“Name that Price” option boosts conversions for SmartFurniture.com

Using technology from PriceWaiter, the retailer also increases its average order value.

Paul Demery

Selling high-ticket items like sofas and living room entertainment centers with an average retail price of about $700, Smart Furniture Inc. wanted to figure how to keep more price-sensitive shoppers engaged online and convert them into buyers. So a year ago, it introduced a way for shoppers to name their own price.

Since launching the “Name Your Price” feature from PriceWaiter, the retailer has increased its shopper-to-buyer conversion rate by 3% to 5%, CEO T.J. Gentle says. And while more shoppers are completing a purchase, they’re also spending more per item and more per order. When shoppers complete a purchase through the Name Your Price feature, the average sale price shoots up to $1,100, Gentle adds.

“Our goal is to provide the best shopping experience possible, and one huge element of purchasing furniture is pricing,” he says. “When shoppers come to our site, they may want to comparison shop because they want the best price. PriceWaiter gave us the opportunity to say there’s no reason to shop elsewhere—just tell us what your price is.”

PriceWaiter, a company launched in 2011 and backed by venture incubator firm Lamp Post Group and other private investors, provides a hosted price-negotiation application that presents a Name Your Price button on a product buy page. A customer can click the button to enter a price, then typically receive within minutes if not seconds an e-mail that either accepts or rejects their offer. If the Smart Furniture rep accepts the price, the customer can then click a link from the e-mail to complete the purchase with a credit card or via PayPal on a shopping cart hosted by PriceWaiter, which processes the transaction on behalf of the retailer. The transaction is then forwarded to Smart Furniture’s financial accounting and inventory management software, which is hosted by NetSuite Inc.

Shoppers get only once chance to offer their own price, and PriceWaiter says it has found conversion rates are higher when retailers advise shoppers to make a reasonable offer. In a recent Name Your Price window on SmartFurniture.com for a $1,099 Herman Miller ergonomic desk chair, the retailer advised: “Keep in mind: There is no free lunch. Reasonable offers (1-10% off) have a much better chance of being accepted.” SmartFurniture didn’t comment on its average discount, but Andrew Scarbrough, co-founder and chief operating officer of PriceWaiter, says the average discount offered through the feature is 8% across all companies that offer it.

Scarbrough adds that average order values tend to rise for transactions that use the Name Your Price feature—not only because it can make high-ticket items more attractive to shoppers, but because it often also leads to higher volume orders for which retailers are more willing accept discounted prices.  

At Smart Furniture, about 25% of shoppers who use the Name Your Price feature complete the purchase, Gentle says. He adds that Smart Furniture offers the feature on about 40% to 50% of products, generally those retailing for at least $150 with good profit margins.

The retailer, which operates one store at its Chattanooga, TN, headquarters but does 99% of its sales online, is on course to grow total sales about 33% this year, from the mid-teens in millions of dollars last year to a range of $18 million to $20 million, Gentle says.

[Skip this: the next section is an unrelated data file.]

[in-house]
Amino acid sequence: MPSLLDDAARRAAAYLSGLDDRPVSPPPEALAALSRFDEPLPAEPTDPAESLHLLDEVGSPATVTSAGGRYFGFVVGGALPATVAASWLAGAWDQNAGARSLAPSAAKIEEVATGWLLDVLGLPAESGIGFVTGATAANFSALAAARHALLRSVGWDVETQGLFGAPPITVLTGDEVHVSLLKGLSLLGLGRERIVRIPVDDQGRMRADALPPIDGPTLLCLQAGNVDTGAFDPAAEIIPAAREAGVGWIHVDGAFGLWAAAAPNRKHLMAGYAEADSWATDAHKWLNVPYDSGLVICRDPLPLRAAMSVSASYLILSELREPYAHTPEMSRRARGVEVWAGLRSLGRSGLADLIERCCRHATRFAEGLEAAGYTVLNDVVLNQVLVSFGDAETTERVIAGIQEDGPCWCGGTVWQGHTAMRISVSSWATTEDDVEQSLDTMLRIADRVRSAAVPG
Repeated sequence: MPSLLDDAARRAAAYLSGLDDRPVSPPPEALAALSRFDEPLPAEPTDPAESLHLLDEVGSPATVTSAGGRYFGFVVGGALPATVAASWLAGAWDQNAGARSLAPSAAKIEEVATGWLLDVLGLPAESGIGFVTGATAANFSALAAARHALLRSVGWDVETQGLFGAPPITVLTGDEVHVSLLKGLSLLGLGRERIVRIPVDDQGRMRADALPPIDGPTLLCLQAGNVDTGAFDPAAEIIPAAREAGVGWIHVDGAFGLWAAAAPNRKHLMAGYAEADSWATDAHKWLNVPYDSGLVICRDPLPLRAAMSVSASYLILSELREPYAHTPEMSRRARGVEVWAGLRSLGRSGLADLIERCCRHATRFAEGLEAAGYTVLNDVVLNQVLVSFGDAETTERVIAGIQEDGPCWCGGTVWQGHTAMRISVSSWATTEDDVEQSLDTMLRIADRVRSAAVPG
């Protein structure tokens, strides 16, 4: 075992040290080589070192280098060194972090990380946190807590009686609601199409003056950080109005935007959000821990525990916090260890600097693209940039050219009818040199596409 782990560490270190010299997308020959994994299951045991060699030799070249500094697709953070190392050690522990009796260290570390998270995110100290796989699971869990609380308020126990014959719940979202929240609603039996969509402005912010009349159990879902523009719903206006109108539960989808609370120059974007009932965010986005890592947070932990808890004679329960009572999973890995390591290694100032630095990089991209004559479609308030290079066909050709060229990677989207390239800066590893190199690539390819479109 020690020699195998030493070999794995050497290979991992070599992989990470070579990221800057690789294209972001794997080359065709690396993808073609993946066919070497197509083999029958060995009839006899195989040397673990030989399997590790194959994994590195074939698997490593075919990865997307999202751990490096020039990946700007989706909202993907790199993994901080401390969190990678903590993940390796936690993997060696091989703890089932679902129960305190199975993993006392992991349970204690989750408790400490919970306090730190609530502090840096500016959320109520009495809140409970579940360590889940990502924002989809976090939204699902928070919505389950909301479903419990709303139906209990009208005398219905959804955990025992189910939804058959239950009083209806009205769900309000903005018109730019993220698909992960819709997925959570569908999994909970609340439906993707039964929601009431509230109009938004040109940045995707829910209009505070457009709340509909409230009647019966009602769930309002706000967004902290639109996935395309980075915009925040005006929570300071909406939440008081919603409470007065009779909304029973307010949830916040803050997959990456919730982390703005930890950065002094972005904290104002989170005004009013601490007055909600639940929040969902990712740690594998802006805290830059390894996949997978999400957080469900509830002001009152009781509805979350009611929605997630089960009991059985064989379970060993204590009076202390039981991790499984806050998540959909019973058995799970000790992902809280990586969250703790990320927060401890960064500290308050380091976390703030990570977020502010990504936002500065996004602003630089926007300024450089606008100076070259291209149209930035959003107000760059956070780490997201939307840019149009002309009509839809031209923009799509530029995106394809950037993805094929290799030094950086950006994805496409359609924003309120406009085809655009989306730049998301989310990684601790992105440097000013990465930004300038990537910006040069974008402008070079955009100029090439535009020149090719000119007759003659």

When a customer enters his own price, the price is reviewed by a customer service rep who has been instructed on the permissible price ranges, based on targeted profit margins, for each product category. In some cases, a rep may click into the NetSuite software to check on how well a particular product is selling and its profit margins before deciding whether to accept or decline a customer’s offered price. In other cases, a rep may also check with a SmartFurniture product specialist for advice on whether to accept a customer’s price.

Gentle says Smart Furniture, which built its own e-commerce site on .Net technology, had considered building its own price-negotiation application, but decided it would be easier to go with PriceWaiter after realizing the vendor’s technology worked well and was easy to install. All that’s required is placing JavaScript software code in the product page templates on SmartFurniture.com. Deployment took about 10 hours, he adds.

One problem that cropped up during deployment had to do with items that required the shopper to choose certain configurations, such as selecting the material for a sofa. When some shoppers chose product features before submitting a price on a configured product, the Name Your Price software didn’t capture the fully configured product before trying to submit the price, resulting in an error page. The retailer worked with PriceWaiter to fix the bug within a couple of weeks, Gentle says.

PriceWaiter, which is still operating solely on venture capital, is offering its technology for free to the first 500 retailers that use it, and “we’re approaching that number now,” says co-founder and CEO Stephen Culp. Culp is also a founder and former executive of Smart Furniture, who started to work on the initial concept of PriceWaiter while still at the furniture retailer.

Culp says PriceWaiter plans to continue offering a free, basic version of its Name Your Price application, and will soon release premium versions with additional yet-to-be-named features. PriceWaiter has not yet said what it will charge for its premium versions.


Chattanooga, TN, conversion rate, Furniture, Lamp Post Group, Name that Price, NetSuite, PayPal, PriceWaiter, Smart Furniture Inc., smartfurniture.com, Stephen Culp, T.J. Gentle